As Antokolskaia (2006) has shown, the establishment of the concept of divorce was “by no means a recognition of the individual’s liberty to escape from an unhappy marriage” [3] . It is a mistake to associate the early Protestant reformers with liberal attitudes towards the institution of marriage; indeed, it has been observed that “it would be difficult to characterise [the Protestant reformers’] overwhelming concern with sexual order and discipline as ‘progressive’” (Harrington, 1995, 90). Divorce (although theoretically available to most living under Protestant regimes) was, in practice, a solution extended to very few by virtue of it being “strictly regulated and extremely difficult to obtain” (Antokolskaia, 2006). The availability of divorce throughout Protestant Europe had much to do with the prevailing strand of Protestantism that most heavily influenced a particular State. For instance, before 1857 marriage under English law was only terminable under a special private Act of Parliament – needless to say, a very lengthy and expensive procedure – mainly because the laws of marriage were still being governed under Roman Catholic canon law, despite the overwhelming superiority of Protestantism in almost all other legal and cultural spheres (Stone (1990, 301) has opined that this anomaly was probably due to the “the tortuous and zig-zag path by which [England] moved from the Catholic into the Protestant camp”). Despite the practical barriers to achieving divorce, the idea of divorce is most persuasively understood as a concept born from within the Church itself, and devised by its closest adherents. This was to radically change once Europe embarked on the Enlightenment.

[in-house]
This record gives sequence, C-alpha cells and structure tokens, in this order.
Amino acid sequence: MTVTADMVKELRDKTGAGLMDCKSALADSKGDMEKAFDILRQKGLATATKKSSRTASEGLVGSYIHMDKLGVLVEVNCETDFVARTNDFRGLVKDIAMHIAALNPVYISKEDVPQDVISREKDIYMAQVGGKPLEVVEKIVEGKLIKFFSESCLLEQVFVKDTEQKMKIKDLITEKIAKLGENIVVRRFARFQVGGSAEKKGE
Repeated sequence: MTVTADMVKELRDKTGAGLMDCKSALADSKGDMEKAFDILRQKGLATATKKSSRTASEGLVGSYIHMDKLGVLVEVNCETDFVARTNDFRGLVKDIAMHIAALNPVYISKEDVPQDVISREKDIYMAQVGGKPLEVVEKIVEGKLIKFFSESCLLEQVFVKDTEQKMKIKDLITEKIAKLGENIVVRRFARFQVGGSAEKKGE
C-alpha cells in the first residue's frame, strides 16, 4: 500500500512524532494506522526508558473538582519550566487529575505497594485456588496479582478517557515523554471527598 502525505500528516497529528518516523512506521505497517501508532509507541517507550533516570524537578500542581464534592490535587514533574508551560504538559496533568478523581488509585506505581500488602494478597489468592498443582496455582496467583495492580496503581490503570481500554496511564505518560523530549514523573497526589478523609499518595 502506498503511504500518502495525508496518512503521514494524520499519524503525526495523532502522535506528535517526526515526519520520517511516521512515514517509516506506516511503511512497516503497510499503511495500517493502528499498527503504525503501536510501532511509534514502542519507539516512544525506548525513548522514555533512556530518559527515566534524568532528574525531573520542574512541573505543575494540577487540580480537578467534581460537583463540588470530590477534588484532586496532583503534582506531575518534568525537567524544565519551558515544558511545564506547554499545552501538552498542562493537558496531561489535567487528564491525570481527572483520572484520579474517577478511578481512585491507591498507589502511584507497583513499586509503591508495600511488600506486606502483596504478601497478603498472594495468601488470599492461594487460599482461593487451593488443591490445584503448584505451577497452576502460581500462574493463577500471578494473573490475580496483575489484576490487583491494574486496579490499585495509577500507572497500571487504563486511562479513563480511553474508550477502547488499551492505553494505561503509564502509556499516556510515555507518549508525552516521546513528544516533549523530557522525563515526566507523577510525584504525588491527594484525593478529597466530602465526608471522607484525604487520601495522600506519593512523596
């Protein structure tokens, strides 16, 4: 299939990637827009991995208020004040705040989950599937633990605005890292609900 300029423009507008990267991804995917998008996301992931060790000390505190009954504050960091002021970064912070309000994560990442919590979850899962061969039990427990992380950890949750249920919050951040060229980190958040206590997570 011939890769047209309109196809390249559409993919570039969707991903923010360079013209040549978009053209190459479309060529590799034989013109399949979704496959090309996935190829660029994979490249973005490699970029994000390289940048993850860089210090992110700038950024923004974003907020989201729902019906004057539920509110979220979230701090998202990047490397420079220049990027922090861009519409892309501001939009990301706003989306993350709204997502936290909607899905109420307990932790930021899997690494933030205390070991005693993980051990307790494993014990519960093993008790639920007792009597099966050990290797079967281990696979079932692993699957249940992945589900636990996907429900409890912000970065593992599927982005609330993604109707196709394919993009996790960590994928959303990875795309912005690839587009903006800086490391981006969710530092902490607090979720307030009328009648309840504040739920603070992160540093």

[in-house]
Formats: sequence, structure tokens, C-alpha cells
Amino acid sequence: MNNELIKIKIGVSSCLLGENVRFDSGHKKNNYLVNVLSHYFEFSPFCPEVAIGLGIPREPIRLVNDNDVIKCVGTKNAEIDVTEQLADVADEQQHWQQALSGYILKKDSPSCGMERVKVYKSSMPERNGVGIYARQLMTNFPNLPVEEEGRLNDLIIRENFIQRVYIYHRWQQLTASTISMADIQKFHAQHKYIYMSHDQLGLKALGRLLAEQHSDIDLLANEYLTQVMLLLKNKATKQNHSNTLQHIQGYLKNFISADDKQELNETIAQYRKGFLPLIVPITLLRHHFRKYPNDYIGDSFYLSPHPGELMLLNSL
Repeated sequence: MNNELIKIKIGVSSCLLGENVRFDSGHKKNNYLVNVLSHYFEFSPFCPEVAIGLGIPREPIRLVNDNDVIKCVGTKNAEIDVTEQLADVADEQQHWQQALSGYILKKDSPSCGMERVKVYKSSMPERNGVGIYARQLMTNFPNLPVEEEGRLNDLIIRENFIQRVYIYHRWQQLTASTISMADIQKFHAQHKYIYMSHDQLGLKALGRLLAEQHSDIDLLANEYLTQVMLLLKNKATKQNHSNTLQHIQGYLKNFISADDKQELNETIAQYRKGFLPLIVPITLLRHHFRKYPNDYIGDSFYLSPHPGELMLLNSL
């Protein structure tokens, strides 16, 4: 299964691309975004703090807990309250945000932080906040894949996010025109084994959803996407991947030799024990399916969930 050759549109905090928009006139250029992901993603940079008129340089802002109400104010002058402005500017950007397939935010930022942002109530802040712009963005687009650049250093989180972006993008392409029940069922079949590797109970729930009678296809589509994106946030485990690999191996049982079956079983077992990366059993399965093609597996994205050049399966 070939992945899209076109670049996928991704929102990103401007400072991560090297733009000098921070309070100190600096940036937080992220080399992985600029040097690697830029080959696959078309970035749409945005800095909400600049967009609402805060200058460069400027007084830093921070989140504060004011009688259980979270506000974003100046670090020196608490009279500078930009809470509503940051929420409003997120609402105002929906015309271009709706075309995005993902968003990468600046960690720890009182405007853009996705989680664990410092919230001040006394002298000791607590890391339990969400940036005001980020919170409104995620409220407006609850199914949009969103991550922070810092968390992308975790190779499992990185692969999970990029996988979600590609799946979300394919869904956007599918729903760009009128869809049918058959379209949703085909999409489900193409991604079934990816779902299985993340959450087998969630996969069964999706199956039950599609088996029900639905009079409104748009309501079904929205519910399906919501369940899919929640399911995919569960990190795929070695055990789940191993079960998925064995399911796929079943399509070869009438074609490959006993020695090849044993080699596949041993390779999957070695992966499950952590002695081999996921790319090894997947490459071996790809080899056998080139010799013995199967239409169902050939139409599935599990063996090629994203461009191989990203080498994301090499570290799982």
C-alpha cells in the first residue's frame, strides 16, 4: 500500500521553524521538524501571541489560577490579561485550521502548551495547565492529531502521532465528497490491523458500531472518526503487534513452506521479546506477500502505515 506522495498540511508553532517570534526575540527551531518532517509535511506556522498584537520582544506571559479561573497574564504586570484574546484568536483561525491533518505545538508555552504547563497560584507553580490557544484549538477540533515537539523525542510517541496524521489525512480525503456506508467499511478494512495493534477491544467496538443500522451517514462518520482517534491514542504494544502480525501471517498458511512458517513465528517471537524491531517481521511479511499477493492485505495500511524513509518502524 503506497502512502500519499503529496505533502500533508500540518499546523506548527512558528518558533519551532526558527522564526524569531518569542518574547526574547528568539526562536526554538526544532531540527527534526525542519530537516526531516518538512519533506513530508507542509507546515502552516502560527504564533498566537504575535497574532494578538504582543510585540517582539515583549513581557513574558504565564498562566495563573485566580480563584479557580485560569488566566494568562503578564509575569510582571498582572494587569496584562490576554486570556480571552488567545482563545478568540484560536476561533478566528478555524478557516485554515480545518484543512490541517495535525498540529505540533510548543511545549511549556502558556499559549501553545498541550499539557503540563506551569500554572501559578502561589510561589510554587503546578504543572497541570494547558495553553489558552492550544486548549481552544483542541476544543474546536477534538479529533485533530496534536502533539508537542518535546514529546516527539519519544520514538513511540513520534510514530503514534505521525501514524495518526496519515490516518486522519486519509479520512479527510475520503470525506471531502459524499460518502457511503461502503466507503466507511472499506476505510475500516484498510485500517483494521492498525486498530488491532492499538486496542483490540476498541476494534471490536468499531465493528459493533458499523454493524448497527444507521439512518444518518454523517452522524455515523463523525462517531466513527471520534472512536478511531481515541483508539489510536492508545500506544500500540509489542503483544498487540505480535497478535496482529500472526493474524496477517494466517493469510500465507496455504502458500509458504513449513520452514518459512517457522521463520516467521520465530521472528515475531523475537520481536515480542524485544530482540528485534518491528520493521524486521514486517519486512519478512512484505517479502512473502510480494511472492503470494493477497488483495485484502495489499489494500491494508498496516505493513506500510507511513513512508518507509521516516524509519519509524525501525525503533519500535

The emergence of non-fault based grounds for divorce

It was during the Enlightenment that European thinkers first got to grips with secular theories of marriage and divorce. Witte (1997, 202) has pointed out that prior to the Enlightenment, “traditional marriage and family law, under both Catholic and Protestant models, had focused on the contracting and dissolving of marriages”. There had been a heavy emphasis on human nature, on God’s will, on the importance of marriage for the individual and for the community at large. This view was challenged so effectively by the Enlightenment philosophers that many of their new ideas “have retained their validity up until the present day” (Antokolskaia, 2006) and buttress many of the arguments presented in this paper. The essence of marriage, Enlightenment thinkers argued, “was not its sacramental symbolism, nor its covenantal associations, not its social service to the community and commonwealth. The essence of marriage was a voluntary bargain struck between two parties who wanted to come together into an intimate association. The terms of their marital bargain were not preset by God or nature, church or state, tradition or community. The terms of the marriage bargain were set by the parties themselves, in accordance with the general rules of contract formation and general norms of a civil society” (Witte, 1997, 10).